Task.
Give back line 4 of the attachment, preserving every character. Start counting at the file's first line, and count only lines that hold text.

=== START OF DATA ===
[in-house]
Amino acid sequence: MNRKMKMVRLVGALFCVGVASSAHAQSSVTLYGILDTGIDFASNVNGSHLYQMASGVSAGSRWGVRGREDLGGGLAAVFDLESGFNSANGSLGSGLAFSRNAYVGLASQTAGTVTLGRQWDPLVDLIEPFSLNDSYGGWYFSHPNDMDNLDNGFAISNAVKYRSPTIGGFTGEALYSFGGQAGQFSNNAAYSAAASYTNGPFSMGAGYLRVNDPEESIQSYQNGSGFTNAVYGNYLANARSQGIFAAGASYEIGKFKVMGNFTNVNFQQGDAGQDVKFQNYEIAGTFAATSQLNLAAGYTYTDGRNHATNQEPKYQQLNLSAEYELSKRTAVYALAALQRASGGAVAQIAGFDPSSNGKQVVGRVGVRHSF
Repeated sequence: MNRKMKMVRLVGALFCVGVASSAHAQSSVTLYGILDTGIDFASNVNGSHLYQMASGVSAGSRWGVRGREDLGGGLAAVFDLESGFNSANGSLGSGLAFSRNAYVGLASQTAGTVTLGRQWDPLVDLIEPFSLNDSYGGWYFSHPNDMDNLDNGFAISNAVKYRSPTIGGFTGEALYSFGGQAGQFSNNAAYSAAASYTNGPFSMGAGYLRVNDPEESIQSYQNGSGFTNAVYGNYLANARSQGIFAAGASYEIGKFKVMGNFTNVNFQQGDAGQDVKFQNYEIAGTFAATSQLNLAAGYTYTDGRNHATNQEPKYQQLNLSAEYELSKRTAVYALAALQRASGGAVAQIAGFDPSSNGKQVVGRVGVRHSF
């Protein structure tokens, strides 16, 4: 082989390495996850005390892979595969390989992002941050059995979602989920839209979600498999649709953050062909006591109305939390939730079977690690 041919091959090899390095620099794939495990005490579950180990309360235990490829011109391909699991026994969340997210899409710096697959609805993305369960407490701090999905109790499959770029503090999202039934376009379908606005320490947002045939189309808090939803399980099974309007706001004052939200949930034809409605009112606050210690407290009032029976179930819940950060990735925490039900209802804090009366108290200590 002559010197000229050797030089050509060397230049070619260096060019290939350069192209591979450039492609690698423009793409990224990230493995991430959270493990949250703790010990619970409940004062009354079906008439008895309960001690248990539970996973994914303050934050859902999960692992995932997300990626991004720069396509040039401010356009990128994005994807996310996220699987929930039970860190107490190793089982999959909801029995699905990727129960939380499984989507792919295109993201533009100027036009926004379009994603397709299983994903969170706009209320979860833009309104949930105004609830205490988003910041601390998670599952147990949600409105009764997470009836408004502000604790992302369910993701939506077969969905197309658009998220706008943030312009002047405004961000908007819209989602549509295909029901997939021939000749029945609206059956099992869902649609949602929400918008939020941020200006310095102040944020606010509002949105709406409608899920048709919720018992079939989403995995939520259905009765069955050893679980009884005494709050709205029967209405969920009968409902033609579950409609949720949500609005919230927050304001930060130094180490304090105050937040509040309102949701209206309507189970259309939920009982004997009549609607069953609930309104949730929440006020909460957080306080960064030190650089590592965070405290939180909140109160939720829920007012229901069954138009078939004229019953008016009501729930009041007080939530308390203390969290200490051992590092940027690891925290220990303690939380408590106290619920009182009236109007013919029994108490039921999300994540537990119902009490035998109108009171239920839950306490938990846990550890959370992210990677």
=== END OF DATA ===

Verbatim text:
């Protein structure tokens, strides 16, 4: 082989390495996850005390892979595969390989992002941050059995979602989920839209979600498999649709953050062909006591109305939390939730079977690690 041919091959090899390095620099794939495990005490579950180990309360235990490829011109391909699991026994969340997210899409710096697959609805993305369960407490701090999905109790499959770029503090999202039934376009379908606005320490947002045939189309808090939803399980099974309007706001004052939200949930034809409605009112606050210690407290009032029976179930819940950060990735925490039900209802804090009366108290200590 002559010197000229050797030089050509060397230049070619260096060019290939350069192209591979450039492609690698423009793409990224990230493995991430959270493990949250703790010990619970409940004062009354079906008439008895309960001690248990539970996973994914303050934050859902999960692992995932997300990626991004720069396509040039401010356009990128994005994807996310996220699987929930039970860190107490190793089982999959909801029995699905990727129960939380499984989507792919295109993201533009100027036009926004379009994603397709299983994903969170706009209320979860833009309104949930105004609830205490988003910041601390998670599952147990949600409105009764997470009836408004502000604790992302369910993701939506077969969905197309658009998220706008943030312009002047405004961000908007819209989602549509295909029901997939021939000749029945609206059956099992869902649609949602929400918008939020941020200006310095102040944020606010509002949105709406409608899920048709919720018992079939989403995995939520259905009765069955050893679980009884005494709050709205029967209405969920009968409902033609579950409609949720949500609005919230927050304001930060130094180490304090105050937040509040309102949701209206309507189970259309939920009982004997009549609607069953609930309104949730929440006020909460957080306080960064030190650089590592965070405290939180909140109160939720829920007012229901069954138009078939004229019953008016009501729930009041007080939530308390203390969290200490051992590092940027690891925290220990303690939380408590106290619920009182009236109007013919029994108490039921999300994540537990119902009490035998109108009171239920839950306490938990846990550890959370992210990677």